U.S. to auction public land in Nevada State gets bulk of proceeds rather than the Treasury

October 25, 1998|By NEW YORK TIMES NEWS SERVICE

CARSON CITY, Nev. -- The federal government is preparing to auction 27,000 acres of public land near Las Vegas estimated to be worth $500 million to $1 billion, with almost all of the proceeds to stay in Nevada instead of going to the Treasury.

Like many cities in the West, Las Vegas is surrounded by public land managed by the Interior Department. The Bureau of Land Management has designated 55,000 acres of desert within a 460-square-mile zone around the city for disposal to developers and local governments.

The government has been reluctant to sell public land in the past because the proceeds went to the Treasury and neither the Interior Department nor Nevada gained anything. Previously, the government traded developable public land near Las Vegas to developers in exchange for environmentally sensitive private land elsewhere in Nevada.

But these exchanges have become mired in controversy, with federal audits finding that the government received far less than equal value in many exchanges. Rep. John Ensign, a Nevada Republican, has said the government lost nearly $40 million in the past two years in land trades with developers.

Now, under a bill enacted by Congress and signed by President Clinton, the government will sell the public land at auction. TTC Eighty-five percent of the proceeds will go to acquire environmentally sensitive private land in Nevada and to improve parks and recreation areas around Las Vegas, 10 percent to the Southern Nevada Water Authority to build drinking-water pipelines, and 5 percent to schools in Nevada.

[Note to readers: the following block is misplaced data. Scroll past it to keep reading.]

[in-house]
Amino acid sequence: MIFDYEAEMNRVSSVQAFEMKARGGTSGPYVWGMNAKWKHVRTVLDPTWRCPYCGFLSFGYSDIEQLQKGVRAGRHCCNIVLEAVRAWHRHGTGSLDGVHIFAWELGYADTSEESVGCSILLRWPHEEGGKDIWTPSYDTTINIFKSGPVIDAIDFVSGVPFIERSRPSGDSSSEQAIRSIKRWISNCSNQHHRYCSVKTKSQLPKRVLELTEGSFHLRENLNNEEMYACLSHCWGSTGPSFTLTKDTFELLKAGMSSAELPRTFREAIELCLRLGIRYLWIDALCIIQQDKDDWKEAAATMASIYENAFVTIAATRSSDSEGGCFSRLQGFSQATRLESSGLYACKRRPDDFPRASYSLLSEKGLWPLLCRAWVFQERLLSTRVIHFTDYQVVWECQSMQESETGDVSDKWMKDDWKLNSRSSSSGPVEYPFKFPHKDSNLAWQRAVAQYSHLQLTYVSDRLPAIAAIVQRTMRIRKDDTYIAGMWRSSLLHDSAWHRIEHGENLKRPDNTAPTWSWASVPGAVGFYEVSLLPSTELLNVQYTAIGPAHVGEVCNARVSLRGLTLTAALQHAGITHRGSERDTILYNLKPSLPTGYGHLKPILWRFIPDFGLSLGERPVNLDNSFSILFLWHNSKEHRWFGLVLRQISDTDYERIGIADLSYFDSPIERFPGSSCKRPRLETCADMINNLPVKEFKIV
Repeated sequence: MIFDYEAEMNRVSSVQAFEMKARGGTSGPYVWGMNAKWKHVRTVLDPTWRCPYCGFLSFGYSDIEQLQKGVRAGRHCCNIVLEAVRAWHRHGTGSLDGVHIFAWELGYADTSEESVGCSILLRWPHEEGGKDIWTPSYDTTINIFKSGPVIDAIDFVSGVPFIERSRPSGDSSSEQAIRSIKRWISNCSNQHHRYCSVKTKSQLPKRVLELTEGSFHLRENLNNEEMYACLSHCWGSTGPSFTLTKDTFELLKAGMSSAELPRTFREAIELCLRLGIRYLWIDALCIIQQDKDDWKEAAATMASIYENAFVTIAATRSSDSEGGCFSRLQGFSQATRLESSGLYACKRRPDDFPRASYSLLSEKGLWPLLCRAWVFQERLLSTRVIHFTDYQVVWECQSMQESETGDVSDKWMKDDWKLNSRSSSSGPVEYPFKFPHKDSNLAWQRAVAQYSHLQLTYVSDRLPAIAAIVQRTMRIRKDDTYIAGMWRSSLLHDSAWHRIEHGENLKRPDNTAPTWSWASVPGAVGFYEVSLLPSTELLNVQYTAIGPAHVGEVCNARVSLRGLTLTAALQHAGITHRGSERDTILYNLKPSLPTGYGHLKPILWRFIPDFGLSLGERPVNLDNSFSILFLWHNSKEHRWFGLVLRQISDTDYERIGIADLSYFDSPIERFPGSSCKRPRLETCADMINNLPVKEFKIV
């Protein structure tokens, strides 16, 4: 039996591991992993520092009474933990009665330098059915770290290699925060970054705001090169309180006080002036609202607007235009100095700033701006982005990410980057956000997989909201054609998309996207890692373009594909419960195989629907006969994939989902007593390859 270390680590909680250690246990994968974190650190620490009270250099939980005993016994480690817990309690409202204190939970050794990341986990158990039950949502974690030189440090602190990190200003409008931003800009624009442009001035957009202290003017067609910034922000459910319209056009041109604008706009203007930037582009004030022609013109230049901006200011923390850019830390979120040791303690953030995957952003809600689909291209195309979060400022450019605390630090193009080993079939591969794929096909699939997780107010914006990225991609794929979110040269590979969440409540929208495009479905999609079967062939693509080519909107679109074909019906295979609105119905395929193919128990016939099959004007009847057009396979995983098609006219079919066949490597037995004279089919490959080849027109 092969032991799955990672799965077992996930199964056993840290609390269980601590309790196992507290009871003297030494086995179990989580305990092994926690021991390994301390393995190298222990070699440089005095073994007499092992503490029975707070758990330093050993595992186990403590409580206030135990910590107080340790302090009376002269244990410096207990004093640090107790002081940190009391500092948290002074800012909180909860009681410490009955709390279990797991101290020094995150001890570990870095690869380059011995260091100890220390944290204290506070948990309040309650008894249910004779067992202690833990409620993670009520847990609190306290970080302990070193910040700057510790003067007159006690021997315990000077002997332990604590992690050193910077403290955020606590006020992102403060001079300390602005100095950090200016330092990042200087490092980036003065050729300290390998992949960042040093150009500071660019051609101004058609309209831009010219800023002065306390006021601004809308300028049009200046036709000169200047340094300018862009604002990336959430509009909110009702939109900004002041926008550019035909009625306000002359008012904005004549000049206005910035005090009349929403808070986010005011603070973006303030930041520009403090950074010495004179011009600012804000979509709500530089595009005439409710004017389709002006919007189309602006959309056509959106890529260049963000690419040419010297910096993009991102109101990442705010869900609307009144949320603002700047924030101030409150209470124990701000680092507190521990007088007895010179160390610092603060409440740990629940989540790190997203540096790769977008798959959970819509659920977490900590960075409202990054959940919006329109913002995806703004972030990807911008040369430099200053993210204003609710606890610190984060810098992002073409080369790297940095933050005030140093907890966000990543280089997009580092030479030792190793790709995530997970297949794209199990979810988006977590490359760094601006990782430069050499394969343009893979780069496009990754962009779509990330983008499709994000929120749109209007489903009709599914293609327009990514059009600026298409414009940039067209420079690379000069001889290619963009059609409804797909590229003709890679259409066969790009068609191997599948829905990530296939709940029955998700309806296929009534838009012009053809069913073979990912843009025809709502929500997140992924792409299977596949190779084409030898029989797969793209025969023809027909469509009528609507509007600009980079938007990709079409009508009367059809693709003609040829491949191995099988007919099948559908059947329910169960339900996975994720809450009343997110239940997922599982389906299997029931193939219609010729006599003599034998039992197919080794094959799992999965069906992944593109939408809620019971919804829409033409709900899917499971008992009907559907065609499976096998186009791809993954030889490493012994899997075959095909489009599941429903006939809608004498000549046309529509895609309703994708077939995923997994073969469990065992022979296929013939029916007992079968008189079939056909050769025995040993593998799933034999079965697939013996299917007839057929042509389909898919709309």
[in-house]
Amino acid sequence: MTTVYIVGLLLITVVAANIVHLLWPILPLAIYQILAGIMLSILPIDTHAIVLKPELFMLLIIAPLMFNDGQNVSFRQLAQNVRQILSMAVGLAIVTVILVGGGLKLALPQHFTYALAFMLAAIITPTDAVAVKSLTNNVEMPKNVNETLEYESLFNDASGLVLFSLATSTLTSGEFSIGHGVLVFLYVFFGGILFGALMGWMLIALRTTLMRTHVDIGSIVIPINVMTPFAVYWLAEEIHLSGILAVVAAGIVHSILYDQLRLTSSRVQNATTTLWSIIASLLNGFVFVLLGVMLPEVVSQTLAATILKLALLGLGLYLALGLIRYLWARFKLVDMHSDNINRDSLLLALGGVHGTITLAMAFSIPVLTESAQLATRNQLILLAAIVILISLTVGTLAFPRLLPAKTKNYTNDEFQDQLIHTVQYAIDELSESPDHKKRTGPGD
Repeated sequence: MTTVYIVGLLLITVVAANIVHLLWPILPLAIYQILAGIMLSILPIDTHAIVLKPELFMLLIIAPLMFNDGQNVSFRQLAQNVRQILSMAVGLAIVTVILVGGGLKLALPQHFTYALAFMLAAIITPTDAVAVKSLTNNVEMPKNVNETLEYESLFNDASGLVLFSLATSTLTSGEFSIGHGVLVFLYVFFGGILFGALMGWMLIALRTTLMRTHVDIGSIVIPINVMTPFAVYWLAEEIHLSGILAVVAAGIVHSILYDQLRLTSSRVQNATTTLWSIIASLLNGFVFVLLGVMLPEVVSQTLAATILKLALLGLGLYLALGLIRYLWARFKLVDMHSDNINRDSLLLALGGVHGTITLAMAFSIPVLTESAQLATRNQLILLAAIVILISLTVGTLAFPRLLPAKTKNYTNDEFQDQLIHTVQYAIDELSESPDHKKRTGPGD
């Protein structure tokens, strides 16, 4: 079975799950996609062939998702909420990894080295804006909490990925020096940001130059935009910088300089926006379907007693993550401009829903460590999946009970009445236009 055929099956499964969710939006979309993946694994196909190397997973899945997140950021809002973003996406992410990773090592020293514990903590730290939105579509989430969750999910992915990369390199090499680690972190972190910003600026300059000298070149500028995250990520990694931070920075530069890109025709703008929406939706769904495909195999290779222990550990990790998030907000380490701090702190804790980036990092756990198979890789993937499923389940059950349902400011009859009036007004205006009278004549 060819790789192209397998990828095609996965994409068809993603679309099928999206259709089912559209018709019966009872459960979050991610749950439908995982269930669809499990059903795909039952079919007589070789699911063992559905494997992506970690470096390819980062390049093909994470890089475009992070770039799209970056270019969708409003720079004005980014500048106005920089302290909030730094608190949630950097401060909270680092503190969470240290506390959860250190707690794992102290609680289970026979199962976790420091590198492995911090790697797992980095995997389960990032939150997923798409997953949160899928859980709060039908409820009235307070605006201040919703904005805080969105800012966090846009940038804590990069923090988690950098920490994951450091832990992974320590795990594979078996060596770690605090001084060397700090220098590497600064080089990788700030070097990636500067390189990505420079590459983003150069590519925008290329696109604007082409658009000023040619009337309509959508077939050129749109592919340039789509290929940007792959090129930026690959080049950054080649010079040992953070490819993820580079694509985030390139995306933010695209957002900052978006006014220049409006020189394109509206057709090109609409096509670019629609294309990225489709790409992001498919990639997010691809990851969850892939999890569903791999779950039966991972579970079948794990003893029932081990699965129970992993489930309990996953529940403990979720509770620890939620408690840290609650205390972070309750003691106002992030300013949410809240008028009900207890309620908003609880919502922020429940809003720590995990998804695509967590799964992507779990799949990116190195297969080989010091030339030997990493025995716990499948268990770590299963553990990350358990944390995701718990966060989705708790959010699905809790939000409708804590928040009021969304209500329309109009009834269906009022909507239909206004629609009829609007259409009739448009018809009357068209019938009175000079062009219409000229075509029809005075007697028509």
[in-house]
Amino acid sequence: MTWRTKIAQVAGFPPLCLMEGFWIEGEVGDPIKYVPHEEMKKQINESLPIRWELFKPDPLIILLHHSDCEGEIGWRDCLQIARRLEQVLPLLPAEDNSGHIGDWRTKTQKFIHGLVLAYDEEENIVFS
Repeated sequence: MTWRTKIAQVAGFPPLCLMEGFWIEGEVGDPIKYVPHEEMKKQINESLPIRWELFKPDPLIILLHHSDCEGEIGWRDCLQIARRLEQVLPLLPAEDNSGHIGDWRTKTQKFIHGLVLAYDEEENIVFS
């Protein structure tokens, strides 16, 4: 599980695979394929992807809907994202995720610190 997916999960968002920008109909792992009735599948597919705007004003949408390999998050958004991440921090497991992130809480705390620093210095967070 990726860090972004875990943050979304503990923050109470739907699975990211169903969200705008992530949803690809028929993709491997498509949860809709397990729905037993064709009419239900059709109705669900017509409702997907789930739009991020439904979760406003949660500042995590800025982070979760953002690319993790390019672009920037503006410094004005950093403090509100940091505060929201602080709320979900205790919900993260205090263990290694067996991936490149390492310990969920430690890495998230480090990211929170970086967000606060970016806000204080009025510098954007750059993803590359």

The Las Vegas office of the Bureau of Land Management is fielding calls from potential bidders, said a public affairs officer, Phillip Guerrero. But the bureau must first consult with Clark County and the cities of Las Vegas, North Las Vegas and Henderson to determine which lands should be sold and which lands the local governments need for roads, flood-control projects, schools, police and fire stations, and parks.

Under the legislation, the airport authority in Las Vegas will acquire about 5,000 acres in its noise-abatement area at no cost. Local governments can acquire parks and rights of way for water, sewage and flood-control projects at no cost. More than 20,000 acres are expected to be sold to local governments for $10 an acre for other purposes.

As much as 27,000 acres of public land is expected to be auctioned to developers at prices of $18,000 to $37,000 per acre. The land will be sold in parcels of five to 2,500 acres. Each parcel will be offered with minimum bids set by a government-approved appraiser.

Pub Date: 10/25/98

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